Exact chain of events is still being investigated. 62.5 per cent of the salmon involved will not be sold.
In a statement on the Olso Stock Exchange, Atlantic Sapphire reports that on Tuesday, workers at its Miami site were forced to initiate an emergency harvest from one of its grow-out systems, that was recently stocked despite not being fully commissioned. Other grow-out systems of the farm were unaffected, it wrote.
“The exact chain of events is still being investigated, however, disruptive construction work close to the operating environment, including loud sounds and severe vibrations, stressed the fish. Additionally, recent challenges of delayed construction and commissioning, in part because of the COVID-19 pandemic impact, have resulted in increased risk in the operation at this time. There is no indication of intoxication or disease being the cause of this event,” wrote Atlantic Sapphire.
The land-based salmon farmer explained that some critical components and functionality of the farm are not yet operational limits the tools the Company has to deal with non-conformities such as quickly moving fish out of systems if needed. The permanent fish movement system is planned to be operational shortly and would likely have mitigated this event.
Close to 200,000 fish with a total weight of approximately 400 tonnes are expected to be harvested, of which approximately 150 tonnes are planned to be sent for processing and will be sold. 200,000 fish account for approximately 700 tonnes of projected harvest, or three to four weeks of US phase 1 annualized revenue. As the permanent emergency harvest facility has not yet been completed, all the fish will not be sold.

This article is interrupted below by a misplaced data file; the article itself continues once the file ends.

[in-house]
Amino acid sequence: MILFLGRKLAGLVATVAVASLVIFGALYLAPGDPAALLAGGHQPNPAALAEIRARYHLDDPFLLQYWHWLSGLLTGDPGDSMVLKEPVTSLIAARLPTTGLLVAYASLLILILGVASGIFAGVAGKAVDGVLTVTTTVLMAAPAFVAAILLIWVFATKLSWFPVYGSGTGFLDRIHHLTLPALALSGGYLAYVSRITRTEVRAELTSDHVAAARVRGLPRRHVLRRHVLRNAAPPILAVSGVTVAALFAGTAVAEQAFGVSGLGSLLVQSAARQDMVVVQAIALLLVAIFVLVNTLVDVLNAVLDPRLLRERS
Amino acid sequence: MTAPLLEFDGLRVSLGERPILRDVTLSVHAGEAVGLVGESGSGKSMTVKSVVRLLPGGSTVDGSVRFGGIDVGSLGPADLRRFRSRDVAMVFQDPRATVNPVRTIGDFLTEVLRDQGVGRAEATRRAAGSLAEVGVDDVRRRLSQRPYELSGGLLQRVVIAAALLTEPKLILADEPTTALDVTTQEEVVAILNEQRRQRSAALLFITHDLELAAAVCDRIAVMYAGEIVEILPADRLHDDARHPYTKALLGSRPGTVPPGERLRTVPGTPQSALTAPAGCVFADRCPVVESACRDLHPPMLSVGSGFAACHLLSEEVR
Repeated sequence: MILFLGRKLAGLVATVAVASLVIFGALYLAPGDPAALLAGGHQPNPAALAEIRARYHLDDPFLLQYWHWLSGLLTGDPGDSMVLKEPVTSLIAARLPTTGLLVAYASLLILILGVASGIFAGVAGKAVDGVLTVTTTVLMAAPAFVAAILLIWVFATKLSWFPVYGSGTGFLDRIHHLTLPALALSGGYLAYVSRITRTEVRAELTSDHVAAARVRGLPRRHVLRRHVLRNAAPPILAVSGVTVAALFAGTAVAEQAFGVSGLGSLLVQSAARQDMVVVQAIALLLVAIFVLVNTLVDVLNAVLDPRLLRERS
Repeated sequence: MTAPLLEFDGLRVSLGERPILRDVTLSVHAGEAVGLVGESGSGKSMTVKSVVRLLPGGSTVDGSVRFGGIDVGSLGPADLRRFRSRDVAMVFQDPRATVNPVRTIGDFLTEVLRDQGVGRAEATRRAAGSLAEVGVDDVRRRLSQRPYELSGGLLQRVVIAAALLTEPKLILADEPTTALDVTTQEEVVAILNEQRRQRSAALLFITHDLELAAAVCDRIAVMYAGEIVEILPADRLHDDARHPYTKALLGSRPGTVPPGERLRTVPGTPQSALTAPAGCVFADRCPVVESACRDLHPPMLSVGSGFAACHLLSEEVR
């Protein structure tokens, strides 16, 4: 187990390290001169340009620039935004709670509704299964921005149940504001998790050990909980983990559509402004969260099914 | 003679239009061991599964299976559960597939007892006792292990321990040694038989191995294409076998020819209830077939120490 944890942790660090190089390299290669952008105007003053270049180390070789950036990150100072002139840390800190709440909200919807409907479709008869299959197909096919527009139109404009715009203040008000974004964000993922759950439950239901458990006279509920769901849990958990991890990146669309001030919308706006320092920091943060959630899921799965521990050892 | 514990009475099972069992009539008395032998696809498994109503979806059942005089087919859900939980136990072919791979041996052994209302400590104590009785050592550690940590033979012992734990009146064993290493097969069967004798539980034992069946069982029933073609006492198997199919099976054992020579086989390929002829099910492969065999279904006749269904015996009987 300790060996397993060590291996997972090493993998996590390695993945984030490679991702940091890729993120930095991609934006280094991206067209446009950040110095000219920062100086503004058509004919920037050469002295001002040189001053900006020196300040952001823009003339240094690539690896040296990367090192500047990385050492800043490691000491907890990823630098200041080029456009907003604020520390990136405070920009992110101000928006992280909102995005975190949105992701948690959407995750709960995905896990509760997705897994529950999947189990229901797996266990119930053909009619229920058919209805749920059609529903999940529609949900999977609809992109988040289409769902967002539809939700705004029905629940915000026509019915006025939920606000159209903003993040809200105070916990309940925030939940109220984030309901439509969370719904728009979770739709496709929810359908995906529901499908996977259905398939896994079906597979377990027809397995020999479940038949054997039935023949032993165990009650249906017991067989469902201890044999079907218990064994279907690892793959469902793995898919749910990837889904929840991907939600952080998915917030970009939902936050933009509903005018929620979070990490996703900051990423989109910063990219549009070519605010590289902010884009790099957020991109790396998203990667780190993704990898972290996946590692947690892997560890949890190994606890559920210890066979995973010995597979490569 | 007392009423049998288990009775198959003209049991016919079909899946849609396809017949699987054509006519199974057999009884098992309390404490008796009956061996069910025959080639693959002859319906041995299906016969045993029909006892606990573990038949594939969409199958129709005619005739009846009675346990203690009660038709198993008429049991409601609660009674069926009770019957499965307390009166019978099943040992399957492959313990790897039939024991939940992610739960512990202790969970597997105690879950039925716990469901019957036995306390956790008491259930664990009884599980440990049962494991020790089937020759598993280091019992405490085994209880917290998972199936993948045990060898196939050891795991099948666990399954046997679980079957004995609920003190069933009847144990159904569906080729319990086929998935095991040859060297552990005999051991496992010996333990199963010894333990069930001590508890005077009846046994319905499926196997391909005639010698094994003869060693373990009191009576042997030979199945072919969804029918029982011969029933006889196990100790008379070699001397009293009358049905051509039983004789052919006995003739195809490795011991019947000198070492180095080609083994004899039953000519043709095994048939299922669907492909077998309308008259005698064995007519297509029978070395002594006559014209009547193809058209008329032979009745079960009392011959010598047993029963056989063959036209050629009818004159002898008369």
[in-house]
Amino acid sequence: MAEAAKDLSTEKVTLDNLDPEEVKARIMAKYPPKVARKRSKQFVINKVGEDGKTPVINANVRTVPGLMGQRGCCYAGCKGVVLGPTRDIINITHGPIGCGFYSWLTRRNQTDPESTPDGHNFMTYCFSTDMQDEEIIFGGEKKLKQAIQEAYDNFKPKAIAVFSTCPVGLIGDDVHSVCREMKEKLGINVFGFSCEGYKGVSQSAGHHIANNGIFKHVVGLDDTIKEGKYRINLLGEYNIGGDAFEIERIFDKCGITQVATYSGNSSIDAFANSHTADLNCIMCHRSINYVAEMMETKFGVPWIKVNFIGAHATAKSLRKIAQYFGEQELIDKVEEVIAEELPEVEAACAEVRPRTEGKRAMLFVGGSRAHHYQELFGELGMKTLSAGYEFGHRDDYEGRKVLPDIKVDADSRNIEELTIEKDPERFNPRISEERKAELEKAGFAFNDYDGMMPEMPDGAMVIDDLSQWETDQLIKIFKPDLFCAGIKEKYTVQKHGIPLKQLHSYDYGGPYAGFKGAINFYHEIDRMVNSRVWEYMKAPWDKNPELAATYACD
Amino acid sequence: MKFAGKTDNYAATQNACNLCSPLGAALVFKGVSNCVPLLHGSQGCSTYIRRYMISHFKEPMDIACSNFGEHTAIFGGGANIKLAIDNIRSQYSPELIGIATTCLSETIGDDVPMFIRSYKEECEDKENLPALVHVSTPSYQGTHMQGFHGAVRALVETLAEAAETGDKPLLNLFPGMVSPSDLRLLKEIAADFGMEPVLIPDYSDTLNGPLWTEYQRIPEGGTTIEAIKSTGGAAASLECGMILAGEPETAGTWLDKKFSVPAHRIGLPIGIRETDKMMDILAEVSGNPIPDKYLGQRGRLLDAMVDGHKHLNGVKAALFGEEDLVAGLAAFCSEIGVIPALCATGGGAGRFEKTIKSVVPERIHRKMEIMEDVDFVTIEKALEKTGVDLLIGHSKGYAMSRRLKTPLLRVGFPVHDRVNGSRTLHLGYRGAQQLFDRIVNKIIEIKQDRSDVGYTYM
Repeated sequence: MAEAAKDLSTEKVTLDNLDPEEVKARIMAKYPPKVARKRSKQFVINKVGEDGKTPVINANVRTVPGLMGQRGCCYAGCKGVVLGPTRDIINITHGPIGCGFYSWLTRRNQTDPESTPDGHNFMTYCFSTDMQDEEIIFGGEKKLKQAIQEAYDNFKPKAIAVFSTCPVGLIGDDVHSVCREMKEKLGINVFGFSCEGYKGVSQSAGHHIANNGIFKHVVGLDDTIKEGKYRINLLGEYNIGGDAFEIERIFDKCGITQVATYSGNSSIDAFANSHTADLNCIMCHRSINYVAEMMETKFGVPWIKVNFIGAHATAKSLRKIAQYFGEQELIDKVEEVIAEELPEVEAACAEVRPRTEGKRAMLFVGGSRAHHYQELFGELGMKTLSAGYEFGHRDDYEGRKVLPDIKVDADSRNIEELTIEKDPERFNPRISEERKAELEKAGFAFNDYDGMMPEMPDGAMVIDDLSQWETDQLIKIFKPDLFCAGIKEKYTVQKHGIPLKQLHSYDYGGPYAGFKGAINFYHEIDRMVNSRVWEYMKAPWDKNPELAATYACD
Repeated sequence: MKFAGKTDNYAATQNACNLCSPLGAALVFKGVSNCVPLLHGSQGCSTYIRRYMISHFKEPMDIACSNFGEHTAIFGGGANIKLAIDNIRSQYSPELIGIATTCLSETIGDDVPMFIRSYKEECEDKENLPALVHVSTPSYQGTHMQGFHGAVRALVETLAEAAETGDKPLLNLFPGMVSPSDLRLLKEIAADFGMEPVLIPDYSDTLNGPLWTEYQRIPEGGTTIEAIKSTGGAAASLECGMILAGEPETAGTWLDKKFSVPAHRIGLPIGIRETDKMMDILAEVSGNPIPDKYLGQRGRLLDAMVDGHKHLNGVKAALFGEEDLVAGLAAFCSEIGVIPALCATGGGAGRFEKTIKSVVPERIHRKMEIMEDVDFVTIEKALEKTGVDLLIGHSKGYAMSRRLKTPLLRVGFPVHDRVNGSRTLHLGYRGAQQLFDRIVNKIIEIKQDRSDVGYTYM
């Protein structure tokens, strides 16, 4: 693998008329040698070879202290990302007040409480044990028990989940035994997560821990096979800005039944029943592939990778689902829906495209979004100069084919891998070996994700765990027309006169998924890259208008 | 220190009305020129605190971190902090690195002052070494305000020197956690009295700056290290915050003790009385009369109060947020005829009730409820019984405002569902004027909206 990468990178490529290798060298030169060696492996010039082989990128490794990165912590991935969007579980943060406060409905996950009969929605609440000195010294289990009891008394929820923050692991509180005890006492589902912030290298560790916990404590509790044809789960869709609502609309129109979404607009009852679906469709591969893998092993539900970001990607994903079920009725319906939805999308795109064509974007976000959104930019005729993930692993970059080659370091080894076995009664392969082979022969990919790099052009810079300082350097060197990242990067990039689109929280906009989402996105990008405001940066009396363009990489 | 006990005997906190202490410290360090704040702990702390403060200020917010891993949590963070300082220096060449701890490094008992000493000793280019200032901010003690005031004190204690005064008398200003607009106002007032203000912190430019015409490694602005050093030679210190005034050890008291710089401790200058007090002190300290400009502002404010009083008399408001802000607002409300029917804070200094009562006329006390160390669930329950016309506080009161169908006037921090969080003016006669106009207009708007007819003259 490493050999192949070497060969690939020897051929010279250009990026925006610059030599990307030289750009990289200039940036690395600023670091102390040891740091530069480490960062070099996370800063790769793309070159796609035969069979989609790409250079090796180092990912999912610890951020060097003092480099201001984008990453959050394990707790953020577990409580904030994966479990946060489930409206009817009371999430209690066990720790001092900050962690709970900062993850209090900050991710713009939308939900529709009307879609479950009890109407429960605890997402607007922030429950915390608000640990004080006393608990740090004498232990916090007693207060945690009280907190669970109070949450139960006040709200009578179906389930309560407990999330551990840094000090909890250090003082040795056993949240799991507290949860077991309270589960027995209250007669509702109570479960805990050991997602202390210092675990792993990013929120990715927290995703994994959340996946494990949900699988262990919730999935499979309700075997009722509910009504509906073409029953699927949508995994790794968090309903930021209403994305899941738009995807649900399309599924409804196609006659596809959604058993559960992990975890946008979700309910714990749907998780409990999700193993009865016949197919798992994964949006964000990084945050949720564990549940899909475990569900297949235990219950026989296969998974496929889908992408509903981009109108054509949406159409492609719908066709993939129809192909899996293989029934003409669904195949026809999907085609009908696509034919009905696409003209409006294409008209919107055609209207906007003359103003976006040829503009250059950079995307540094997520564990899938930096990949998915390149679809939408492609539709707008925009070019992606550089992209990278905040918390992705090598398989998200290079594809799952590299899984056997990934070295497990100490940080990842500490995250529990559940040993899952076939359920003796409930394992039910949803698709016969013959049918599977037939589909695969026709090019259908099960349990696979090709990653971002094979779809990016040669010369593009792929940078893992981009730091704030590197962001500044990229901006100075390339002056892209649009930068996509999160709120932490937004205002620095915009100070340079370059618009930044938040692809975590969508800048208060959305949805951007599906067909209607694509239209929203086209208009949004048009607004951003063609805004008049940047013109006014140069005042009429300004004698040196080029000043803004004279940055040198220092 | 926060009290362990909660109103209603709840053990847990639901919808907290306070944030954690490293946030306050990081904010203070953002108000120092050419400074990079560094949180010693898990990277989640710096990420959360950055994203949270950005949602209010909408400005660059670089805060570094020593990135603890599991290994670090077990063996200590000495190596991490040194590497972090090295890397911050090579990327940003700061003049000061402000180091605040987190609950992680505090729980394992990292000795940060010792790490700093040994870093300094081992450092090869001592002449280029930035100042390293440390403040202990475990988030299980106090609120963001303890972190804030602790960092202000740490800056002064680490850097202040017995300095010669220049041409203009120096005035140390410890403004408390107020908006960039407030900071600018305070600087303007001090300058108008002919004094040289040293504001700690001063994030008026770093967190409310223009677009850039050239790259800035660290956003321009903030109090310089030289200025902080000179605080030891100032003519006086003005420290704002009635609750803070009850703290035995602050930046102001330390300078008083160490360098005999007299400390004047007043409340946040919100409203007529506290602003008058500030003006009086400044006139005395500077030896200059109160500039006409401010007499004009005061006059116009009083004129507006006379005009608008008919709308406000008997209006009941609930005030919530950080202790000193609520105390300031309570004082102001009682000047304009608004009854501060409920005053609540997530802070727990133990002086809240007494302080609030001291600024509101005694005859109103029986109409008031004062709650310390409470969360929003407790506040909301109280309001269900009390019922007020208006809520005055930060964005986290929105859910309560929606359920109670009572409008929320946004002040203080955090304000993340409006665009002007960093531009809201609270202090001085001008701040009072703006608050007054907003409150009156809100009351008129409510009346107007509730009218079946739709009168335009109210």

“This incident demonstrates the challenges of completing construction commissioning of all Bluehouse systems and support functions while in operation, but also the value and importance of having multiple independent systems to diversify biological risk. Upon final completion of the US Phase 1 facility, with the expected annual output of around 10,000 tons (HOG) salmon per year,
Atlantic Sapphire will have a total of twelve independent grow-out systems in the US, limiting the risk and financial impact of any systemic contamination to below 10% of total output and revenue,” it reported.
The land-based salmon farmer is still assessing the complete financial impact of the event, including insurance proceeds. Atlantic Sapphire is still planning the first harvest in the US by the end of Q3 this year.
Following the announcement, the Atlantic Sapphire stock price was down 8.1 per cent.